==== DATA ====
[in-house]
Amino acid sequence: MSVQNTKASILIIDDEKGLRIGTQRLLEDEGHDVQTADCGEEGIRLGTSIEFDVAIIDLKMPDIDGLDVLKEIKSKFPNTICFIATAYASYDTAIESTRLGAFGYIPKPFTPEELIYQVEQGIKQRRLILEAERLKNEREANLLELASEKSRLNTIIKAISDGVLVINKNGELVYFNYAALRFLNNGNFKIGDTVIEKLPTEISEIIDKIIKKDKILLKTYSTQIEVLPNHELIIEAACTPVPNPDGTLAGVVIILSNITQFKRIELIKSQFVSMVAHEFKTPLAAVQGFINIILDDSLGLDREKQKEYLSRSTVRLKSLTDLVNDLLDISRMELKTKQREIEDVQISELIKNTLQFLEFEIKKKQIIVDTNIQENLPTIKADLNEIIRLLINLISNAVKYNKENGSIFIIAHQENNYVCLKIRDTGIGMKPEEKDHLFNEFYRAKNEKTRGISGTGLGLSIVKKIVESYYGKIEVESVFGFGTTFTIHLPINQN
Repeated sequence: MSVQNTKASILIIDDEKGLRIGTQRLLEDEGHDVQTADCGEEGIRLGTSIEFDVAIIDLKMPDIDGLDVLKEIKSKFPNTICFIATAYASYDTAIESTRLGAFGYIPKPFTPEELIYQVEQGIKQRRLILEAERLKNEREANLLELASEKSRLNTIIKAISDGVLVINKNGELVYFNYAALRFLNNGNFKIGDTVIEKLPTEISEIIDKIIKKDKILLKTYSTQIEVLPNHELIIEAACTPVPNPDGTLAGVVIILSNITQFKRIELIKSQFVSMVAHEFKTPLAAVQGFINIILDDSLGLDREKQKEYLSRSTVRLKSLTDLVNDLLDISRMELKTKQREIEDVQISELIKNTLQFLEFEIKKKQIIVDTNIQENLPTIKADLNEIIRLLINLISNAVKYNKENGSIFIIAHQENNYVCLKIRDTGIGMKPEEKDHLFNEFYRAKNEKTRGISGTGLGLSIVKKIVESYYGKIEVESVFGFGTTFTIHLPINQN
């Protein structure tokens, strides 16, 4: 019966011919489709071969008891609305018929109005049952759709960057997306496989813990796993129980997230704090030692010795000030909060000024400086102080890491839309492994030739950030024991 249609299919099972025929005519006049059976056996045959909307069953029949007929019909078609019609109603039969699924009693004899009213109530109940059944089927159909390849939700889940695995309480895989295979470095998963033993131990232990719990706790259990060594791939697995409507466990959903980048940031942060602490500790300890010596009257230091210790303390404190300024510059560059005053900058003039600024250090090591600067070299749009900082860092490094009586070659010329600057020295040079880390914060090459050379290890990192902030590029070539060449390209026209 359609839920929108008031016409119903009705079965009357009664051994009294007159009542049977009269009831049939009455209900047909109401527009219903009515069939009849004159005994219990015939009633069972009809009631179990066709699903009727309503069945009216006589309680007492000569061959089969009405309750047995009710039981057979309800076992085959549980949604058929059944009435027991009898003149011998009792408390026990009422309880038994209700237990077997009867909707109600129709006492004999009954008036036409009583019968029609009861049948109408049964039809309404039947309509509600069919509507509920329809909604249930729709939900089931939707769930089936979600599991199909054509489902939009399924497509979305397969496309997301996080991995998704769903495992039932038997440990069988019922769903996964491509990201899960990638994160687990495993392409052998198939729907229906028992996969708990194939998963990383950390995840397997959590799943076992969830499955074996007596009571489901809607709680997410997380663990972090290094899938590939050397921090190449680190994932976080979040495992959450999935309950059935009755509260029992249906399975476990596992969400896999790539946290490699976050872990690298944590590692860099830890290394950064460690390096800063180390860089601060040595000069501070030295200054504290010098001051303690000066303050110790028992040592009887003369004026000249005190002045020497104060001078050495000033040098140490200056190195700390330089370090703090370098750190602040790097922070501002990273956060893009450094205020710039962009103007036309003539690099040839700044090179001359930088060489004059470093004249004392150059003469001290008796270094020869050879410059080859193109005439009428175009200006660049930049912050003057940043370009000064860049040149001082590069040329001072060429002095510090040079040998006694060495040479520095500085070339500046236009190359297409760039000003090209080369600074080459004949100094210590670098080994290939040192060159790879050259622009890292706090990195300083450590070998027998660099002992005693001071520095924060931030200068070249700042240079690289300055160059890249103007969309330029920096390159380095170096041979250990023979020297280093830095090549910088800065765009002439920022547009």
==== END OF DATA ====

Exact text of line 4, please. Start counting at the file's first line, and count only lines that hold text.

């Protein structure tokens, strides 16, 4: 019966011919489709071969008891609305018929109005049952759709960057997306496989813990796993129980997230704090030692010795000030909060000024400086102080890491839309492994030739950030024991 249609299919099972025929005519006049059976056996045959909307069953029949007929019909078609019609109603039969699924009693004899009213109530109940059944089927159909390849939700889940695995309480895989295979470095998963033993131990232990719990706790259990060594791939697995409507466990959903980048940031942060602490500790300890010596009257230091210790303390404190300024510059560059005053900058003039600024250090090591600067070299749009900082860092490094009586070659010329600057020295040079880390914060090459050379290890990192902030590029070539060449390209026209 359609839920929108008031016409119903009705079965009357009664051994009294007159009542049977009269009831049939009455209900047909109401527009219903009515069939009849004159005994219990015939009633069972009809009631179990066709699903009727309503069945009216006589309680007492000569061959089969009405309750047995009710039981057979309800076992085959549980949604058929059944009435027991009898003149011998009792408390026990009422309880038994209700237990077997009867909707109600129709006492004999009954008036036409009583019968029609009861049948109408049964039809309404039947309509509600069919509507509920329809909604249930729709939900089931939707769930089936979600599991199909054509489902939009399924497509979305397969496309997301996080991995998704769903495992039932038997440990069988019922769903996964491509990201899960990638994160687990495993392409052998198939729907229906028992996969708990194939998963990383950390995840397997959590799943076992969830499955074996007596009571489901809607709680997410997380663990972090290094899938590939050397921090190449680190994932976080979040495992959450999935309950059935009755509260029992249906399975476990596992969400896999790539946290490699976050872990690298944590590692860099830890290394950064460690390096800063180390860089601060040595000069501070030295200054504290010098001051303690000066303050110790028992040592009887003369004026000249005190002045020497104060001078050495000033040098140490200056190195700390330089370090703090370098750190602040790097922070501002990273956060893009450094205020710039962009103007036309003539690099040839700044090179001359930088060489004059470093004249004392150059003469001290008796270094020869050879410059080859193109005439009428175009200006660049930049912050003057940043370009000064860049040149001082590069040329001072060429002095510090040079040998006694060495040479520095500085070339500046236009190359297409760039000003090209080369600074080459004949100094210590670098080994290939040192060159790879050259622009890292706090990195300083450590070998027998660099002992005693001071520095924060931030200068070249700042240079690289300055160059890249103007969309330029920096390159380095170096041979250990023979020297280093830095090549910088800065765009002439920022547009």